Characterizing the effective density and primary particle diameter of airborne nanoparticles produced by spark discharge using mobility and mass measurements (tandem DMA/APM)

  • Augustin Charvet
  • Sébastien Bau
  • Natalia Estefania Paez Coy
  • Denis Bémer
  • Dominique Thomas
Research Paper


Nanoparticles are increasingly used in a wide variety of industries. As yet, their health effects are incompletely characterized. Effective density is among the key characteristics of airborne nanoparticles due to its role in particle deposition in the human respiratory tract and in the conversion of number distributions to mass distributions. Because it cannot be measured directly, different methods have been developed to accede to this parameter. The approach chosen in this study is based on the tandem measurement of airborne nanoparticles electrical mobility and mass (tandem differential mobility analyzer/aerosol particle mass analyzer), which major advantage lies in the absence of hypothesis contrary to the tandem differential mobility analyzer/electrical low pressure impactor (DMA/ELPI). The methodology was first applied to spherical model particles to validate the associated data treatment and protocol. In particular, the influence of APM rotational velocity and airflow rate were investigated with regards to the separation of multiply charged particles and electrometer signal. It emerged from experimental data that a compromise between separation efficiency and detection limit shall be found, depending on the nanoparticles to characterize. Accounting for their wide use in different domains, airborne nanoparticles of constantan®, copper, graphite, iron, silver and titanium, produced by spark discharge appear to be representative of ultrafine particles stemming from different industrial processes. In addition to their effective density, the mass-mobility exponents and primary particle diameters were determined for these particles, and found to agree well with published data.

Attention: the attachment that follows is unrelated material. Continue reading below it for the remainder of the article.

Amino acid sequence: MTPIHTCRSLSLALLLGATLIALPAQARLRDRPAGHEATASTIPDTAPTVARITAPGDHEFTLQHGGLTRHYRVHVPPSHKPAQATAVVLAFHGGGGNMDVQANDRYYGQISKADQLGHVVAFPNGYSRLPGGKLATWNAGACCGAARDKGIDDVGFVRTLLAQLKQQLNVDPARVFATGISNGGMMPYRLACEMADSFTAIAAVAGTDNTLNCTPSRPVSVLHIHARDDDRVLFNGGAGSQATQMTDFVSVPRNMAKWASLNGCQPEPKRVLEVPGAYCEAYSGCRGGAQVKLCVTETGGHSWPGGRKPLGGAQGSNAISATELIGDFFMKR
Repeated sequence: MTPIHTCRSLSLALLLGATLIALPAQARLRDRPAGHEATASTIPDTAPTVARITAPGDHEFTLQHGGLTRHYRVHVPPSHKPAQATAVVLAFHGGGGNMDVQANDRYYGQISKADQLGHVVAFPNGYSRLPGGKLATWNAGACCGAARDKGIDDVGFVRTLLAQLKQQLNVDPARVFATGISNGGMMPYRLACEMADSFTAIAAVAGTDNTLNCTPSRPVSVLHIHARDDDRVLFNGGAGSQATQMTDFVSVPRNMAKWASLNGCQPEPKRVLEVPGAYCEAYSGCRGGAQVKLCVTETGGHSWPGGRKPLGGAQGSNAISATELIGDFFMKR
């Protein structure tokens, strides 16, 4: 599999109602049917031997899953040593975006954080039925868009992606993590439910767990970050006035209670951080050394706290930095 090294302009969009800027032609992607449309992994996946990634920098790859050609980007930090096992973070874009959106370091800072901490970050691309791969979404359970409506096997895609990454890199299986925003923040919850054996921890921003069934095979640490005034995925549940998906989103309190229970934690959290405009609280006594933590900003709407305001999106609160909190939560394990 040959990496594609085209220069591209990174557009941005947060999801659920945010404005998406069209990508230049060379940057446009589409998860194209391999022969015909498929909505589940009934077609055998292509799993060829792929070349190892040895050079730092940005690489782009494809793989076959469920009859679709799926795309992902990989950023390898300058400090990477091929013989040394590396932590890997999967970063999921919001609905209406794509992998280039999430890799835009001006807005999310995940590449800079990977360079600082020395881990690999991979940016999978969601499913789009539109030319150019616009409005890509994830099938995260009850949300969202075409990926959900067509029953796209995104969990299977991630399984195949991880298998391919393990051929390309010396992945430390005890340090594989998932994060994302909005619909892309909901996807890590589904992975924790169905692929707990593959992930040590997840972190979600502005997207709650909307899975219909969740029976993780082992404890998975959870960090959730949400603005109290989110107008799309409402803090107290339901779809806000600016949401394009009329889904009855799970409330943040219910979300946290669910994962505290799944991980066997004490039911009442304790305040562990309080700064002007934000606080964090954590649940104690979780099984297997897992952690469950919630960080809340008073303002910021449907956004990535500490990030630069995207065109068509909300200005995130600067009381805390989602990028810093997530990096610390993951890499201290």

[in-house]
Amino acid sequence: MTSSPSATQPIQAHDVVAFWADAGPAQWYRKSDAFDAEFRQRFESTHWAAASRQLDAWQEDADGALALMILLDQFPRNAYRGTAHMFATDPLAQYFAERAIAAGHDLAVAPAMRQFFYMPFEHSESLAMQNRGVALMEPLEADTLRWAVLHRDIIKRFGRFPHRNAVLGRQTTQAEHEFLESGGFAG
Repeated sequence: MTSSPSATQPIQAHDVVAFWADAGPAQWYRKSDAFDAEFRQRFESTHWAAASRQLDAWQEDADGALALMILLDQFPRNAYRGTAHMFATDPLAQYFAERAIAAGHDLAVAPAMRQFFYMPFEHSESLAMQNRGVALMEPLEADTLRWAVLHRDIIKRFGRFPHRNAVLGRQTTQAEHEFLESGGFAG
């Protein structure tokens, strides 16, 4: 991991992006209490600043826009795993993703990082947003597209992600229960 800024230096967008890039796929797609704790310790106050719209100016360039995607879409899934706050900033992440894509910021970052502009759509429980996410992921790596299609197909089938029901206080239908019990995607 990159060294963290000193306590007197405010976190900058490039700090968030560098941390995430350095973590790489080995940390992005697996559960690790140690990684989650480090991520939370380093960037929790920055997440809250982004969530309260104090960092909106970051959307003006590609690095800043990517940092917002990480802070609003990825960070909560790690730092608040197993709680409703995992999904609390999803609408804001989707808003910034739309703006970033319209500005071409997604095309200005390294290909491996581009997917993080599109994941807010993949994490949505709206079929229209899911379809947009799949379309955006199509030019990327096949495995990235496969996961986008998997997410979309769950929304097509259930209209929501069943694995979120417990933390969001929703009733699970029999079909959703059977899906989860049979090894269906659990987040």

Agglomerates Airborne nanoparticles Effective density Spark discharge Primary particle diameter Particle size measurement Health effects 



The authors are grateful to the French Environment and Energy Management Agency (ADEME) for financial support for our project (agreement no. 11-81-C0084). We also thank Wenxin Sun for analysis of HRTEM micrographs as part of a collaboration between the Reactions and Chemical Engineering Laboratory (LRGP) and the French Institute for Radiological Protection and Nuclear Safety (IRSN).


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Copyright information

© Springer Science+Business Media Dordrecht 2014

Authors and Affiliations

  • Augustin Charvet
    • 1
    • 2
  • Sébastien Bau
    • 3
  • Natalia Estefania Paez Coy
    • 1
    • 2
  • Denis Bémer
    • 3
  • Dominique Thomas
    • 1
    • 2
  1. 1.Université de Lorraine, Laboratoire Réactions et Génie des ProcédésNancyFrance
  2. 2.CNRS, Laboratoire Réactions et Génie des ProcédésNancyFrance
  3. 3.Institut National de Recherche et de Sécurité (INRS)Vandœuvre-lès-NancyFrance

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